application-based approach used in WMM Power Save enables individual applications to decide how often the
client needs to communicate with the access point and how long it can remain in a “restful” state. In addition, WMM
Power Save increases transmission efficiency by transmitting the same amount of data in a shorter time using
fewer frames. Power save behavior is negotiated during the association of a handset with an access point
The third component of WMM, WMM Admission Control, allows the access point to manage its available “air time”
based on traffic requirements submitted by associated clients. Requests are rejected if insufficient resources are
available. Use of WMM Admission Control avoids over-subscribing the access point, preserving and protecting
QoS for all associated devices.
Security
Authentication is the process that occurs after WLAN association, where the handset and authentication server
verify each others credentials then allow the handset access to the network. WPA2 has two different authentication
modes, Personal and Enterprise. Personal mode uses a password-based authentication method called
Pre-Shared Key (PSK). Personal mode is good for time-sensitive applications such as voice, because the key
exchange sequence is limited and does not adversely affect roaming between access points. The PSK can be
entered in hexadecimal or as an ASCII passphrase from the handset’s administration menu or through
configuration files.
WPA2 Enterprise security mode requires a WLAN device to mutually validate credentials through 802.1X with a
RADIUS server on the network every time the device roams to a new access point. Authentication delays during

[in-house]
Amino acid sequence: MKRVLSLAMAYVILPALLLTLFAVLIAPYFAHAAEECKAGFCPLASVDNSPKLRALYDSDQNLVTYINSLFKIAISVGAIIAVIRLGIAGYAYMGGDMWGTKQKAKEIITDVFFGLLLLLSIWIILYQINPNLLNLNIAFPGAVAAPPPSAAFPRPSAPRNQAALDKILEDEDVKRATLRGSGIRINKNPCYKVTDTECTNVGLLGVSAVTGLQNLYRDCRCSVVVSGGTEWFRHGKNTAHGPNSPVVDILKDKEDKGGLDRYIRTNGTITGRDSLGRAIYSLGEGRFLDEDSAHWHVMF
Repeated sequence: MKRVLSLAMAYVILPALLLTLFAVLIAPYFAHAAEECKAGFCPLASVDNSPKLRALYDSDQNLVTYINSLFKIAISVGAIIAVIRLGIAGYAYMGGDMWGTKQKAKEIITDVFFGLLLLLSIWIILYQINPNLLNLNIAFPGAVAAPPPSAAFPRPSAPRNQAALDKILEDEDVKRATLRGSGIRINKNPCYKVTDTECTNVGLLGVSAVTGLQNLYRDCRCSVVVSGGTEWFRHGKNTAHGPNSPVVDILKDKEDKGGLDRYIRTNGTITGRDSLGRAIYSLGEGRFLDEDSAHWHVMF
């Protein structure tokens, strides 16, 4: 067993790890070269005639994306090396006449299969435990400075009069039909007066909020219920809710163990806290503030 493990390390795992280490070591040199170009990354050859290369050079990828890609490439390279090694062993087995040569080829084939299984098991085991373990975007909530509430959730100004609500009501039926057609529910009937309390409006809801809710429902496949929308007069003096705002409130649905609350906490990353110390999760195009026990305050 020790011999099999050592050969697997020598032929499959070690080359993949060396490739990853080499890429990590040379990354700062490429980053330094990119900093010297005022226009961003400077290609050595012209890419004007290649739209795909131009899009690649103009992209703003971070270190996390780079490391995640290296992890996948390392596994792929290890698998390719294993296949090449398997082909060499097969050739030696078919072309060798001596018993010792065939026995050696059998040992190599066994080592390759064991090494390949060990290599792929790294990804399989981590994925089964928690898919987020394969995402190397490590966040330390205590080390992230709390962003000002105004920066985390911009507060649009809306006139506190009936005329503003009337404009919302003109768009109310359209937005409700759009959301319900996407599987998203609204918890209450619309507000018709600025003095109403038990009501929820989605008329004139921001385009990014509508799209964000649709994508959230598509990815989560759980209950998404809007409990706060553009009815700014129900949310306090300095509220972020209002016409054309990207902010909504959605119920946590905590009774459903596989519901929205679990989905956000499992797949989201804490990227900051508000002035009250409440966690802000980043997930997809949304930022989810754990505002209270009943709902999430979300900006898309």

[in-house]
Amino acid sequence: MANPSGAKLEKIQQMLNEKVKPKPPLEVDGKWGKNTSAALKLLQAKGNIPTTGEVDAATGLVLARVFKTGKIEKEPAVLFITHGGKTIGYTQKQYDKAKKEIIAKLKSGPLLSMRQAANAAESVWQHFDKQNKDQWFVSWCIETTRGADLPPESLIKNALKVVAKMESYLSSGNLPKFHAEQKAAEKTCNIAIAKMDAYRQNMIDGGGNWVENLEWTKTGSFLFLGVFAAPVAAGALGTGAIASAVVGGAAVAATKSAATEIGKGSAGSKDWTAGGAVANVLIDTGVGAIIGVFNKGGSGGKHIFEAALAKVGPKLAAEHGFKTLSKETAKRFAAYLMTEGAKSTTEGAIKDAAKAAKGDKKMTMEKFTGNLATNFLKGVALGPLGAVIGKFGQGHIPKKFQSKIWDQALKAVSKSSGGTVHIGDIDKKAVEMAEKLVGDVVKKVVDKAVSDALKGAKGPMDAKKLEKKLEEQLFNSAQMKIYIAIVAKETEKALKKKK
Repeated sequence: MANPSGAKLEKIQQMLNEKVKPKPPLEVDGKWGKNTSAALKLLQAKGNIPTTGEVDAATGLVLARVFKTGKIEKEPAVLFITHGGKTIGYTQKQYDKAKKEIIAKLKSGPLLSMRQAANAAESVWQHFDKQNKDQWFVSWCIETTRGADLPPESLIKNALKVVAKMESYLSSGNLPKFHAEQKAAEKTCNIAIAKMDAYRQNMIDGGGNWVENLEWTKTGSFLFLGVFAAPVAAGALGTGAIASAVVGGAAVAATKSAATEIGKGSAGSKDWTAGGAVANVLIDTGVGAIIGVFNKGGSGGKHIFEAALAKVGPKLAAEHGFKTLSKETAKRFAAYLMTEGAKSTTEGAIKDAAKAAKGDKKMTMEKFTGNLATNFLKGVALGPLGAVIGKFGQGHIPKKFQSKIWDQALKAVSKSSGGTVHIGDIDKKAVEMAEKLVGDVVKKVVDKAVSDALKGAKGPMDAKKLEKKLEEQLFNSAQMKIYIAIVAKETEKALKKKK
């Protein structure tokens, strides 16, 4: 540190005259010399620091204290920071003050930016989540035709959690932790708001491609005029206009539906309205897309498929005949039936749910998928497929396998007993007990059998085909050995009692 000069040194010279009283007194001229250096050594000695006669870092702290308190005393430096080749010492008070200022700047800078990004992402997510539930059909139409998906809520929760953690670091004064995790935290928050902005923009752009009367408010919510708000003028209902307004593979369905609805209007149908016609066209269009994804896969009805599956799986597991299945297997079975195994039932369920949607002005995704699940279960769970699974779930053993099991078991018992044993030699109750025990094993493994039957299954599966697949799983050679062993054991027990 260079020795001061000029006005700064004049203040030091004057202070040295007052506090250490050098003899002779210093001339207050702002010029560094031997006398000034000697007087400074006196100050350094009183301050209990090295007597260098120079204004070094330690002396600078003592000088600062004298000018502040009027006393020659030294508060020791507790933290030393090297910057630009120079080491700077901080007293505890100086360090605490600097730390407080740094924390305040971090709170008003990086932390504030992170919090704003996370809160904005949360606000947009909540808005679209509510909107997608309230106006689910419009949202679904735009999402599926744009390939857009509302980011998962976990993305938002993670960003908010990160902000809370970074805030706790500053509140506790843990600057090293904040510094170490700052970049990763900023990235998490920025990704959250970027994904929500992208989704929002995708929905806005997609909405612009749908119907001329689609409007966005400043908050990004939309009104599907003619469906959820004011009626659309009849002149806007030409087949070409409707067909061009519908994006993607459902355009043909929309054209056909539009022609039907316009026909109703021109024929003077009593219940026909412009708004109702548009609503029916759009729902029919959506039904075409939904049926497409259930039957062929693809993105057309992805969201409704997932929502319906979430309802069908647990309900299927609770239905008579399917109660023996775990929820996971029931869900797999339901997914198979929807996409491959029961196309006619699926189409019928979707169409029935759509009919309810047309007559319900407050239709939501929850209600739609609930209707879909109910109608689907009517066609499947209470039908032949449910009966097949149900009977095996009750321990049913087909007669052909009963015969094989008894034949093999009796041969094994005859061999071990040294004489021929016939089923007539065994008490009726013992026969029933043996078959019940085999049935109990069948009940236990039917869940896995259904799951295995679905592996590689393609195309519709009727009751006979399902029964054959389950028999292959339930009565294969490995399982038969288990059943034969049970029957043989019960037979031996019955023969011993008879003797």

roaming may cause dropped packets and result in longer delays and audio artifacts. The size of the credentials
used and the location of the RADIUS authentication server can significantly affect the duration of that delay. Larger
credentials are more secure, but they take more time to process.
Fast access point hand-off techniques allow for the part of the key derived from the authentication server to be
cached in the wireless network, thereby shortening the time to renegotiate a secure hand-off. Client handsets
generally offer two 802.1X authentication types (PEAPv0 with MSCHAPv2 or EAP-FAST), and two fast access
point hand-off mechanisms (OKC or CCKM). The combination of the selected 802.1X authentication type and fast
access point hand-off mechanisms results in faster roaming and fewer audio artifacts. Use of the fast access point
hand-off methods does not eliminate situations where full 802.1X key exchanges must re-occur.
PEAP (Protected Extensible Authentication Protocol) was developed by Microsoft, Cisco and RSA Security for
802.1X authentication on WLANs. PEAPv0 with MSCHAPv2 is one of the most-commonly used PEAP subtypes.
PEAP makes use of a server-side public key certificate to authenticate the server and creates an encrypted tunnel
to exchange information between the server and the client. Larger certificate key sizes provide stronger encryption,
but are more computationally intensive and therefore take more time to process. The longer processing time can
result in audio artifacts.
EAP-FAST (Extensible Authentication Protocol-Flexible Authentication via Secure Tunneling) was created by